A man thinking or working is always alone, let him be where he will.—Walden
All change is a miracle to contemplate; but it is a miracle which it taking place every instant.—Walden
Ancient history has an air of antiquity. It should be more modern. It is written as if the spectator should be thinking of the backside of the picture on the wall, or as if the author expected that the dead would be his readers, and wished to detail to them their own experience.—A Week on the Concord and Merrimack Rivers
Any sincere thought is irresistible.—A Week on the Concord and Merrimack Rivers
Enough has been said in these days of the charm of fluent writing. We hear it complained of some works of genius, that they have fine thoughts, but are irregular and have no flow. But even the mountain peaks in the horizon are, to the eye of science, parts of one range. We should consider that the flow of thought is more like a tidal wave than a prone river, and is the result of a celestial influence, not of any declivity in its channel.—A Week on the Concord and Merrimack Rivers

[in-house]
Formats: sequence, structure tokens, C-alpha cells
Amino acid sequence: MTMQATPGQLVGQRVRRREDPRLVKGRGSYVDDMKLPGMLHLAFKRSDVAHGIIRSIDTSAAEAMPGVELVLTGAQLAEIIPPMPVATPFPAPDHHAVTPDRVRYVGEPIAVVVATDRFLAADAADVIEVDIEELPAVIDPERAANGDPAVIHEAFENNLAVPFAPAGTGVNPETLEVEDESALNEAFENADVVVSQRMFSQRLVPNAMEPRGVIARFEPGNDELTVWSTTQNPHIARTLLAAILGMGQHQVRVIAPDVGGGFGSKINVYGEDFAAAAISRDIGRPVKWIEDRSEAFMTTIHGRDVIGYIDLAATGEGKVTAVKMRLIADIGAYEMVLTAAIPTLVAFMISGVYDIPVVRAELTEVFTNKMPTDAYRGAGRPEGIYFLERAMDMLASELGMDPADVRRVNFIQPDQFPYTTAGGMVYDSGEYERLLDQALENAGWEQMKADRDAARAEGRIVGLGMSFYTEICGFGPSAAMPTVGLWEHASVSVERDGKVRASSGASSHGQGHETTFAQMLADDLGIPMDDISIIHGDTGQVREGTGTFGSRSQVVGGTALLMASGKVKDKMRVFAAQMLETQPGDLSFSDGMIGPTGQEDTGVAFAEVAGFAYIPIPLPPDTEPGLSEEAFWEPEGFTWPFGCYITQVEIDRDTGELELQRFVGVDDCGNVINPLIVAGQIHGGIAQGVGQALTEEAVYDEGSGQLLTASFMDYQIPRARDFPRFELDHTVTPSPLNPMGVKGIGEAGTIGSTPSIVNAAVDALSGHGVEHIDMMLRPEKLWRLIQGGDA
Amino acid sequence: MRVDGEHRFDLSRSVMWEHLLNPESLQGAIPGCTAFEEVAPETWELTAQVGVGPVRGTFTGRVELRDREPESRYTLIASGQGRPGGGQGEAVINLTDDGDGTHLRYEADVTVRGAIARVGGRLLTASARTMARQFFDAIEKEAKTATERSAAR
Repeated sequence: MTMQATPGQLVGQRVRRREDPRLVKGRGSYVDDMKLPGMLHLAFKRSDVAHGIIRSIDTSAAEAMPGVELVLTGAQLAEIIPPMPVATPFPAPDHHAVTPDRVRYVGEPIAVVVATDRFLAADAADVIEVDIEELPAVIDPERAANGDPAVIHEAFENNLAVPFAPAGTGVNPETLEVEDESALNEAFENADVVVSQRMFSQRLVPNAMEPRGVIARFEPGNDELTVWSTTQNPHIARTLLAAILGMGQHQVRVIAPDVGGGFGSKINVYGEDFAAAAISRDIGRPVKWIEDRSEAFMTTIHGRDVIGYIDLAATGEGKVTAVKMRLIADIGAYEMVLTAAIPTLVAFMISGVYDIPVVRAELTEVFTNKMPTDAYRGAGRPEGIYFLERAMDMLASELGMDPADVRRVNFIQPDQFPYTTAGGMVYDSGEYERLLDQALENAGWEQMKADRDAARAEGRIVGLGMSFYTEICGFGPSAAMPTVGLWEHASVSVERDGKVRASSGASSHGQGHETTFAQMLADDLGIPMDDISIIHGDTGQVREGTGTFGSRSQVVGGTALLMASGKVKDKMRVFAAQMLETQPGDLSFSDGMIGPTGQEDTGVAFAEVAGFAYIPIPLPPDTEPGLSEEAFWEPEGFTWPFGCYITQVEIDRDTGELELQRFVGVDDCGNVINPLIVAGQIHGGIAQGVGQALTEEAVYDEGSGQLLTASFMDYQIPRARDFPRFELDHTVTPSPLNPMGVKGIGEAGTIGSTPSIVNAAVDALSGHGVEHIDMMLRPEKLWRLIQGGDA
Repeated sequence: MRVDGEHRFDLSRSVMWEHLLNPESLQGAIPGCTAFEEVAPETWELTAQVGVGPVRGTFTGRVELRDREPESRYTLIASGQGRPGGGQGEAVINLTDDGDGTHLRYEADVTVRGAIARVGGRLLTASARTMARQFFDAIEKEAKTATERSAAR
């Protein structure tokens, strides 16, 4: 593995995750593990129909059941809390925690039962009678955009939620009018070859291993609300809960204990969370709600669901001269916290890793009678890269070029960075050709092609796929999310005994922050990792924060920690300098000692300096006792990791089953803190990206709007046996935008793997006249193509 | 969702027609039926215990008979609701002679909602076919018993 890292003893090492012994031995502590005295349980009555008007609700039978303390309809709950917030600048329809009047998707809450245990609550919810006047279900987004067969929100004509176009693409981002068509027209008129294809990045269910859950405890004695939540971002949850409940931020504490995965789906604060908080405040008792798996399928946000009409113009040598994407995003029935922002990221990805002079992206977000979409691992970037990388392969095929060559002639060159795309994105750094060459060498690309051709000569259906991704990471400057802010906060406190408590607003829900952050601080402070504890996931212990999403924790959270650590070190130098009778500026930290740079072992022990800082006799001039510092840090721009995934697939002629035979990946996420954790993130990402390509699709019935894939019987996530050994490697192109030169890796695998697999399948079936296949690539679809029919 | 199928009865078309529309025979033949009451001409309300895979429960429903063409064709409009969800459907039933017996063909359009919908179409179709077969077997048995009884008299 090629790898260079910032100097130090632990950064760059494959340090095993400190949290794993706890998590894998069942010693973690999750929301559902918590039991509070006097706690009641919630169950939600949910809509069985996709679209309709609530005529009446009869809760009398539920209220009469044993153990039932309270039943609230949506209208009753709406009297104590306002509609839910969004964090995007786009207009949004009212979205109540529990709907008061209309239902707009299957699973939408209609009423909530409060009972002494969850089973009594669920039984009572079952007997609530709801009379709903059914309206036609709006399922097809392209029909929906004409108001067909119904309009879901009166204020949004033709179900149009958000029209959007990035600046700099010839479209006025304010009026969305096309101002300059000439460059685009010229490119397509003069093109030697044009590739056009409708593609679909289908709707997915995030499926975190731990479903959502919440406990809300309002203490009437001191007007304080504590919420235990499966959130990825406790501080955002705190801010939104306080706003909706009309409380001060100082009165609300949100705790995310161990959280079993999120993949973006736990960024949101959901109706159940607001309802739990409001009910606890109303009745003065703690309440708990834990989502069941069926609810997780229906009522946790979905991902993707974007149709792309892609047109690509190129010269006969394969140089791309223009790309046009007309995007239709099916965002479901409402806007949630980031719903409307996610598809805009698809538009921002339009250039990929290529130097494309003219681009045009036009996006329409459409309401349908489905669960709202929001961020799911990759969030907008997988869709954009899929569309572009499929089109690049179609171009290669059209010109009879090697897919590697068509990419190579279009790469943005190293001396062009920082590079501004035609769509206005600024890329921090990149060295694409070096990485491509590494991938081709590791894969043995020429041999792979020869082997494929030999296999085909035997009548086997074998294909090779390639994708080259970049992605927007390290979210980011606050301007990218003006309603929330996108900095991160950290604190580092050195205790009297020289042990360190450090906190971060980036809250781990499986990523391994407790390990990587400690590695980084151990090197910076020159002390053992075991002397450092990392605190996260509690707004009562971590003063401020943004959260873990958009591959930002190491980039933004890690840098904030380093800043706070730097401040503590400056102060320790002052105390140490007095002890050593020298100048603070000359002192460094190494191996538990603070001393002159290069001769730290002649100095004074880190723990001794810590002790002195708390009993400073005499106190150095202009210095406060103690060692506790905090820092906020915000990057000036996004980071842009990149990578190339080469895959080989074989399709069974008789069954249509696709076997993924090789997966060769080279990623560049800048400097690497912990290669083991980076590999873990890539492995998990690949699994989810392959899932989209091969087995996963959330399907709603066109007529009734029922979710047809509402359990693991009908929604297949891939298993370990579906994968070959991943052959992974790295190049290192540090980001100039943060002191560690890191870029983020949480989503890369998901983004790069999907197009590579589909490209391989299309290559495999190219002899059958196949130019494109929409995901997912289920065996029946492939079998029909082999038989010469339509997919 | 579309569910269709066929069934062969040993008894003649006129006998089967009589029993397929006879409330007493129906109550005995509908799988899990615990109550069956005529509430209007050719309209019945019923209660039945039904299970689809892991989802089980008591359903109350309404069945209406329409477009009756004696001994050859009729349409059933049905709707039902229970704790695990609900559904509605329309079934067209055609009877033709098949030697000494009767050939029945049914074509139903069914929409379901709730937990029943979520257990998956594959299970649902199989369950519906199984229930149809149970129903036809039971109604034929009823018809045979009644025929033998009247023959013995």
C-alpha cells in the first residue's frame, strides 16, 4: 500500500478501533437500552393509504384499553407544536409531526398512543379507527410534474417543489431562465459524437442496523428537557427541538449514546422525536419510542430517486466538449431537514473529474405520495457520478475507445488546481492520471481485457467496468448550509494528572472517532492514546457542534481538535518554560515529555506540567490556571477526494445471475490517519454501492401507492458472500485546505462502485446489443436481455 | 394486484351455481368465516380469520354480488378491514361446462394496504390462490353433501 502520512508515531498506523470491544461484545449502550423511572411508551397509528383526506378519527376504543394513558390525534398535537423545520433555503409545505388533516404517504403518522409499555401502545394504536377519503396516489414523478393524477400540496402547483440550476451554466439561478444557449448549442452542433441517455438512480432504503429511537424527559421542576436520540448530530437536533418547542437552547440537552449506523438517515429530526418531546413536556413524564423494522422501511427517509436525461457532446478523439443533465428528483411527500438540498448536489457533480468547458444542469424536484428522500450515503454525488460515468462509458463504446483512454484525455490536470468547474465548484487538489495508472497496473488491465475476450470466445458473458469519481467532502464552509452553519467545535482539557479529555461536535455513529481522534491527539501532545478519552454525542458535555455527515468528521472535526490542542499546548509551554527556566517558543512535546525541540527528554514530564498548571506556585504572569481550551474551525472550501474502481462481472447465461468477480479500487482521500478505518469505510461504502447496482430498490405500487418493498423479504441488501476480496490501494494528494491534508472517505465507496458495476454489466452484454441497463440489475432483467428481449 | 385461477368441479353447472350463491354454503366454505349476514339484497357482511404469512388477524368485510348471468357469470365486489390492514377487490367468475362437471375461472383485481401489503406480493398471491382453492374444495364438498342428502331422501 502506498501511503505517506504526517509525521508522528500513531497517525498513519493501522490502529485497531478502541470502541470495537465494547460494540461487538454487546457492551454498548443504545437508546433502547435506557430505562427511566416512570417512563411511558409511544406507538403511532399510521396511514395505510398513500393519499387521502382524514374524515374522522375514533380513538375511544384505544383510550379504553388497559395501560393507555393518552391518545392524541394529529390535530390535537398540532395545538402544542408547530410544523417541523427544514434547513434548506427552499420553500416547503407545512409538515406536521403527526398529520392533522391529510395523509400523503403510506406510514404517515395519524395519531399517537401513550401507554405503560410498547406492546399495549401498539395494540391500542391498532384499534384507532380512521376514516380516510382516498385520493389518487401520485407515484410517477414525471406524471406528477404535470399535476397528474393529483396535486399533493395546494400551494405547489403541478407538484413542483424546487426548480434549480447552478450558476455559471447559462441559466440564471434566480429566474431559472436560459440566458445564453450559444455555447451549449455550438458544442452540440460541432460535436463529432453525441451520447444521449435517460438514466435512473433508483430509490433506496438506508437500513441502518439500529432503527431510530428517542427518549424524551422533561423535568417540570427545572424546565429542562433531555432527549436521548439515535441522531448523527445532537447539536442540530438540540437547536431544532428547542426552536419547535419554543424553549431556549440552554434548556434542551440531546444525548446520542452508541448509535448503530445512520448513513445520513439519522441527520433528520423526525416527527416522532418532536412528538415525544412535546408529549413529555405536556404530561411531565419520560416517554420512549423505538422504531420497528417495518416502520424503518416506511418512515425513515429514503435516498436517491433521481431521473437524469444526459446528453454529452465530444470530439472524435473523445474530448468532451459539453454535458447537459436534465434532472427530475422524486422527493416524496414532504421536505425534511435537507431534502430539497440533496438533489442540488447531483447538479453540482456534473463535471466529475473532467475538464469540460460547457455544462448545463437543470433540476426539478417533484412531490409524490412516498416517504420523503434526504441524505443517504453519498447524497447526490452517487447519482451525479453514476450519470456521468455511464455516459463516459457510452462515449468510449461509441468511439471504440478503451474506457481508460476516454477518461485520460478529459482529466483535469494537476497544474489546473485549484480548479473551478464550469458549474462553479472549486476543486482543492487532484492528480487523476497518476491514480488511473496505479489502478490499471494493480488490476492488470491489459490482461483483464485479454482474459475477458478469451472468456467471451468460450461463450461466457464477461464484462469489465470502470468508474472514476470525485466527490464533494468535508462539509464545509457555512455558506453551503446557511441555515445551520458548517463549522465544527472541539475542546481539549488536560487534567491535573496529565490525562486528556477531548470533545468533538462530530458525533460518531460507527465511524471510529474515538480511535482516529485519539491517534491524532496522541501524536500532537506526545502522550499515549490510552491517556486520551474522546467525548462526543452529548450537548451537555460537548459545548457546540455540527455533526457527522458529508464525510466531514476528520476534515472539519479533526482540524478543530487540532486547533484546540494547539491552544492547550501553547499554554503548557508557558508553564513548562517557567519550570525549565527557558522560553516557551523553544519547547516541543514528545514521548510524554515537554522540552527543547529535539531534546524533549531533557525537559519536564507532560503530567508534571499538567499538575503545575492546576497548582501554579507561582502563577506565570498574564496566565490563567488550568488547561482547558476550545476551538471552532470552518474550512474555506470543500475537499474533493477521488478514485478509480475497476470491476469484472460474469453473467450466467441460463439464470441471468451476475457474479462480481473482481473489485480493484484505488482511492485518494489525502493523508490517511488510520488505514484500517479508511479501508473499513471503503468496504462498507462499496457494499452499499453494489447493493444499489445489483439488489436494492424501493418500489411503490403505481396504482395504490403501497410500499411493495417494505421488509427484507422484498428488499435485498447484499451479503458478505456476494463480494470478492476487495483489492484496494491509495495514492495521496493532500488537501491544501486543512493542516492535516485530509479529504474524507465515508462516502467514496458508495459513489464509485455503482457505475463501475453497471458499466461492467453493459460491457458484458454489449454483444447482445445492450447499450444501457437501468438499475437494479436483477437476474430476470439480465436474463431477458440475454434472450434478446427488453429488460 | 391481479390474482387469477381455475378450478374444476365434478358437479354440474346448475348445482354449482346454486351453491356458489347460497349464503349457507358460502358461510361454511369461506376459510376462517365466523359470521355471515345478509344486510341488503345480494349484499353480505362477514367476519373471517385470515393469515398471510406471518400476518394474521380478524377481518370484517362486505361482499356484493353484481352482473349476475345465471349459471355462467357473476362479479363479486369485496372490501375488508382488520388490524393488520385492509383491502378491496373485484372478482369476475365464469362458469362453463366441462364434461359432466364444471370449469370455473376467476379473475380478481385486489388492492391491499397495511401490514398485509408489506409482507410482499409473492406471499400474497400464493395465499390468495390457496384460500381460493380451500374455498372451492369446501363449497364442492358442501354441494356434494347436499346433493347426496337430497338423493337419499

For what are the classics but the noblest recorded thoughts of man?—Walden
I am soothed by the rain-drops on the door-sill; every globule that pitches thus confidently from the eaves to the ground is my life insurance.—Journal, 14 November 1839
I find it wholesome to be alone the greater part of the time. To be in company, even with the best, is soon wearisome and dissipating. I love to be alone.—Walden
I had a thought in a dream last night which surprised me by its strangeness, as if it were based on an experience in a previous state of existence, and could not be entertained by my waking self. Both the thought and the language were equally novel to me, but I at once perceived it to be true and to coincide with my experience in this state.—Journal, 23 November 1852
I perceive in the common train of my thoughts a natural and uninterrupted sequence, each implying the next, or, if interruption occurs, it is occasioned by a new object being presented to my senses.—A Week on the Concord and Merrimack Rivers
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